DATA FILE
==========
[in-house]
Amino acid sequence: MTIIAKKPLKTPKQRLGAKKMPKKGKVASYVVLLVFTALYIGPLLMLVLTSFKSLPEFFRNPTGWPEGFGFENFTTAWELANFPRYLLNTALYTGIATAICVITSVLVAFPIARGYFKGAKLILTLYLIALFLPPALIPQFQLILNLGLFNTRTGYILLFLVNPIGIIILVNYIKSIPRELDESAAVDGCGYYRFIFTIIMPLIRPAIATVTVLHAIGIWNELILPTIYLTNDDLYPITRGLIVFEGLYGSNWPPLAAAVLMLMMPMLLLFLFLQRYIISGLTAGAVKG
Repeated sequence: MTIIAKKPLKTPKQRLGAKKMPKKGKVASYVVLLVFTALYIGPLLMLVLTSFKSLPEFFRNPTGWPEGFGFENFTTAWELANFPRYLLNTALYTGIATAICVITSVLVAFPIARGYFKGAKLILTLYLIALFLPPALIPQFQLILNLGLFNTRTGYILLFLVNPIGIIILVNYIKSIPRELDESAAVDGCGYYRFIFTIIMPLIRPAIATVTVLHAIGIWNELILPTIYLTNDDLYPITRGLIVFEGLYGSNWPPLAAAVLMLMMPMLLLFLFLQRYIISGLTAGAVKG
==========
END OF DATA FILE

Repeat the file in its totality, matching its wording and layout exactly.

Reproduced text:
[in-house]
Amino acid sequence: MTIIAKKPLKTPKQRLGAKKMPKKGKVASYVVLLVFTALYIGPLLMLVLTSFKSLPEFFRNPTGWPEGFGFENFTTAWELANFPRYLLNTALYTGIATAICVITSVLVAFPIARGYFKGAKLILTLYLIALFLPPALIPQFQLILNLGLFNTRTGYILLFLVNPIGIIILVNYIKSIPRELDESAAVDGCGYYRFIFTIIMPLIRPAIATVTVLHAIGIWNELILPTIYLTNDDLYPITRGLIVFEGLYGSNWPPLAAAVLMLMMPMLLLFLFLQRYIISGLTAGAVKG
Repeated sequence: MTIIAKKPLKTPKQRLGAKKMPKKGKVASYVVLLVFTALYIGPLLMLVLTSFKSLPEFFRNPTGWPEGFGFENFTTAWELANFPRYLLNTALYTGIATAICVITSVLVAFPIARGYFKGAKLILTLYLIALFLPPALIPQFQLILNLGLFNTRTGYILLFLVNPIGIIILVNYIKSIPRELDESAAVDGCGYYRFIFTIIMPLIRPAIATVTVLHAIGIWNELILPTIYLTNDDLYPITRGLIVFEGLYGSNWPPLAAAVLMLMMPMLLLFLFLQRYIISGLTAGAVKG